Canopy Growth Stock: Constellation’s Investment Goes Up In Smoke (NASDAQ:CGC)
When we last covered Canopy Growth Corporation (NASDAQ:CGC) we summed up the best case for investors assuming there were a few miracles along the way.
If CGC miraculously turned their negative gross margins to reach 3.63% and somehow wiped out most of its debt, a 0.1X sales multiple would look good on them. That gets us to about 10 cents a share.
The stock dropped rather sharply just after that article as news of the debt swap hit. What is the debt swap and how does it impact you, the common shareholder? We examine that and give our opinion on where this is going.
CGC announced that it had reached an agreement with a few noteholders and was going to issue common shares for those notes.
Canopy Growth has agreed to acquire the Notes from the Noteholders for an aggregate purchase price (excluding accrued and unpaid interest which will be paid in cash as part of the Cash Payment) of approximately C$252.8 million (approximately USD$196 million) (the “Purchase Price”), which will be payable in such number of Canopy Shares (the “Share Consideration”) as is equal to the Purchase Price divided by the volume-weighted average trading price (the “VWAP”) of the Canopy Shares on the Nasdaq Global Select Market (the “Nasdaq”) for the 10 consecutive trading days beginning on, and including, June 30, 2022 (the “Averaging Price” and such period of time being the “Averaging Period”), subject to a floor price of US$2.50 (the “Floor Price”) and a maximum price equal to US$3.50.
Source: Seeking Alpha
This was a win for the bearish thesis as CGC also saw those notes as a direct risk to bankruptcy in 12 months and was trying to desperately address the problem.
Price Extremely Distressed
CGC noteholders have given little consideration to the price drop and the exchange will be happening at the extreme low end of the range. This will add about 80 million odd shares to the total, diluting shareholders to the tune of 20%.
On the other side of the equation, this only saves the company about $8.5 million in annual interest expenses.
$600 Million Maturity Looks Addressable
There was a second small tranche that negotiated the same terms for the notes. Cumulatively though, only one-third of the total notes have been addressed. That $400 million outstanding now is getting to a point where it has a higher probability of being paid off when the time comes. If investors recall, we had said that the terms of the credit facility limited the paydown of the debt. Those terms required over $200 million of liquidity to be met at all times. We thought that would be a difficult hurdle to meet, but now that the requirements have decreased by $200 million, this looks feasible.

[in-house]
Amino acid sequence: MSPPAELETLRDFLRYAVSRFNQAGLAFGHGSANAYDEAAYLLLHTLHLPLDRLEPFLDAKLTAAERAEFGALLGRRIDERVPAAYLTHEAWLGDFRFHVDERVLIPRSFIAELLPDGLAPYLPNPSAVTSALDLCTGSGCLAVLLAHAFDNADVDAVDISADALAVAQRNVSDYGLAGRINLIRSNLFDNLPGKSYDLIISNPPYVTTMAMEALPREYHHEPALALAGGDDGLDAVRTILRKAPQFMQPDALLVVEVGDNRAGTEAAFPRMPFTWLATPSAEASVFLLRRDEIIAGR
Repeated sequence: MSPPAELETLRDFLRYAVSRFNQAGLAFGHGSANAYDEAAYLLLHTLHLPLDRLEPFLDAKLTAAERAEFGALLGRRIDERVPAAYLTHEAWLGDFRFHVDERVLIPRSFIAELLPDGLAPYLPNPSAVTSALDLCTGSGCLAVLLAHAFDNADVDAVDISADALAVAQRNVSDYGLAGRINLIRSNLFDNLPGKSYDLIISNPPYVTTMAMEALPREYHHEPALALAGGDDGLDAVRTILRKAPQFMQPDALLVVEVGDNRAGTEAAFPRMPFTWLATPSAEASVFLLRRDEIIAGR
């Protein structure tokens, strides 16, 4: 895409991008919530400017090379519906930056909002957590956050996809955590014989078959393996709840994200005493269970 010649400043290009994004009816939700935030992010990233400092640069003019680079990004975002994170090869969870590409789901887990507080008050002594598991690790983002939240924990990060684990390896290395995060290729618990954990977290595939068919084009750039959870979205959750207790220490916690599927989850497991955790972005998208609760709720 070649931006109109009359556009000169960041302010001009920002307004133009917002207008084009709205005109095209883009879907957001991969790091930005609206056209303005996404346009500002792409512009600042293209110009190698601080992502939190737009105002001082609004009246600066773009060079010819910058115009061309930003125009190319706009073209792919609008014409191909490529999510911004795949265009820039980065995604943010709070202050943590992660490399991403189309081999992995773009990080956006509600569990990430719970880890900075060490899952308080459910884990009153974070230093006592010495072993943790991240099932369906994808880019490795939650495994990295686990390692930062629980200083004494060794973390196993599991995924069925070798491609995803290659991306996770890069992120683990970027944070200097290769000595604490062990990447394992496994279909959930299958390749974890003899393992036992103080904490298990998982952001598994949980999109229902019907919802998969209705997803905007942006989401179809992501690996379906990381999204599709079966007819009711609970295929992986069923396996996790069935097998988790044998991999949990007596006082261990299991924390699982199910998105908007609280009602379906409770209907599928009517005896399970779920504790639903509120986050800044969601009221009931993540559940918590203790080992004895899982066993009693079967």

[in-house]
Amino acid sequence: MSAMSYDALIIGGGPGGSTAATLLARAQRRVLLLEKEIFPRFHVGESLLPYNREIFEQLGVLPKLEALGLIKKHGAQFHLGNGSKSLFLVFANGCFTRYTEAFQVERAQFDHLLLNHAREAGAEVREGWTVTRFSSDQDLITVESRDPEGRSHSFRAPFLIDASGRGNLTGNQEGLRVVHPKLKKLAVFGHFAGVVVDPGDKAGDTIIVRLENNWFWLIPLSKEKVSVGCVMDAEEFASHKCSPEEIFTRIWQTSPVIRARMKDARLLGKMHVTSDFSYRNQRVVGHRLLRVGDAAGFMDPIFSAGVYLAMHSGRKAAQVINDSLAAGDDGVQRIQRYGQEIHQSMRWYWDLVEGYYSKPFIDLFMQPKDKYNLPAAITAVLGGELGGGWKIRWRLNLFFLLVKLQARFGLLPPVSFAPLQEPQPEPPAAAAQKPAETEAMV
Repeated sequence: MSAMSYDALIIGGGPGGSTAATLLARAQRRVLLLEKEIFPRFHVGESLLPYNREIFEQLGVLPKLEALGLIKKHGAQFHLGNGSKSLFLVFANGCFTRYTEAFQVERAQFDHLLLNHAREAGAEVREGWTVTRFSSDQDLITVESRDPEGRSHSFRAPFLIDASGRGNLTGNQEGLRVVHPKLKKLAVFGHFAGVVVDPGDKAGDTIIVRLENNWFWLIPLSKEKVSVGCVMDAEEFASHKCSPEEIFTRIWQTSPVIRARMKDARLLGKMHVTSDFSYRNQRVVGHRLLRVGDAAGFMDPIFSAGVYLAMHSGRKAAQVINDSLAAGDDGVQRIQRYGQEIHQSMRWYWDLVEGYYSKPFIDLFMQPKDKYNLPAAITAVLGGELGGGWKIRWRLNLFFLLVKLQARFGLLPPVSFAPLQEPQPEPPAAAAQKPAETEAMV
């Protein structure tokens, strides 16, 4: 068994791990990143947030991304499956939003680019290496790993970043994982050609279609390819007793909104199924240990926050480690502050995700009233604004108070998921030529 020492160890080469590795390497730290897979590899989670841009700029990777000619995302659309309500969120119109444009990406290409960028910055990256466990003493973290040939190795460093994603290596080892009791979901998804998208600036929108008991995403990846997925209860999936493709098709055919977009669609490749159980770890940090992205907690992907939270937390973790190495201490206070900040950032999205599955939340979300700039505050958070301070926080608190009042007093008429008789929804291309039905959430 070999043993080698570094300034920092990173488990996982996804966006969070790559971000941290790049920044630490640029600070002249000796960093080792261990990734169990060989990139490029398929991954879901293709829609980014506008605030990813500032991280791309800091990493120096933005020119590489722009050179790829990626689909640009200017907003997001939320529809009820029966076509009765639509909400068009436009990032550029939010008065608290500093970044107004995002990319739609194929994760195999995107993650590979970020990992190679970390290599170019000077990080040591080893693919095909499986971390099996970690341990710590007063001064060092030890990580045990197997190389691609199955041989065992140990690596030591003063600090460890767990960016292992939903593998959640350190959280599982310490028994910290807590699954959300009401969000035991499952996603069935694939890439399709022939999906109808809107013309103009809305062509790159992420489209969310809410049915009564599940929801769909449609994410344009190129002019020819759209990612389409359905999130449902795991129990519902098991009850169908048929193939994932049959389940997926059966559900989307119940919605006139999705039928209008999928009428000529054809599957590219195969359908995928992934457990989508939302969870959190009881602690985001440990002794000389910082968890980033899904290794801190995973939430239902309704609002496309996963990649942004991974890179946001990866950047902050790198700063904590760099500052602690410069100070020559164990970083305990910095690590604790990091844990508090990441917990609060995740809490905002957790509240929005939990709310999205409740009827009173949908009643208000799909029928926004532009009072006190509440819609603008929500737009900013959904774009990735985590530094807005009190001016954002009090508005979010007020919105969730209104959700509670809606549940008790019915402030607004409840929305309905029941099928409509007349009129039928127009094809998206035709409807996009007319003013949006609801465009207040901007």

In an ideal world though, CGC would pay down all of its $600 million via stock issuance. We know that investors might disagree and think that this would wipe out the bull case. We think that this would actually give CGC the best chance of actually dodging bankruptcy. 50% stock dilution is better than 99.99% dilution in bankruptcy.
Asset Sales Might Help More
While the July 2023 note maturity is less of a threat, the credit facility banks will likely require a pound of flesh. What we mean is that those banks would likely have CGC retain the cash and increase the buffer on the secured debt. We will also note that the convertible notes have actually dropped since the debt exchange was announced.
They now yield about 22% to maturity, suggesting again, that the market does not believe these can be paid off or refinanced. CGC will likely have to tender its equity stakes in Wana and TerrAscend.
Bankruptcy remains a risk in 12 months, but there is no doubt that risk has reduced with this distressed debt exchange. Constellation Brands, Inc. (STZ) owns an overwhelming portion of the shares and before this exchange owned 142.25 million shares at a cost basis of $5.49 Billion CAD (about $4.25 billion USD) or $38.59 CAD per share (about $30 USD per share). They have also held the convertible debt and participated in this exchange subject to conditions that the remaining debt must be paid off in cash. Obviously, they don’t want to lose effective control here, which could happen if CGC paid off the debt with shares issued below a $1.00.
In the eggs and bacon breakfast, the chicken is involved but the pig is committed. STZ is clearly committed here and likely wants to avoid acknowledging the giant error in investing in CGC. This also makes a buyout possible, although we would assume it would come at a zero premium and likely at a price lower from here. That risk though makes us dial back the bearishness here and we are reluctantly upgrading this to a hold/neutral rating. We would look to move to the bear side if we get a strong rally back over $4.00.
Please note that this is not financial advice. It may seem like it, sound like it, but surprisingly, it is not. Investors are expected to do their own due diligence and consult with a professional who knows their objectives and constraints.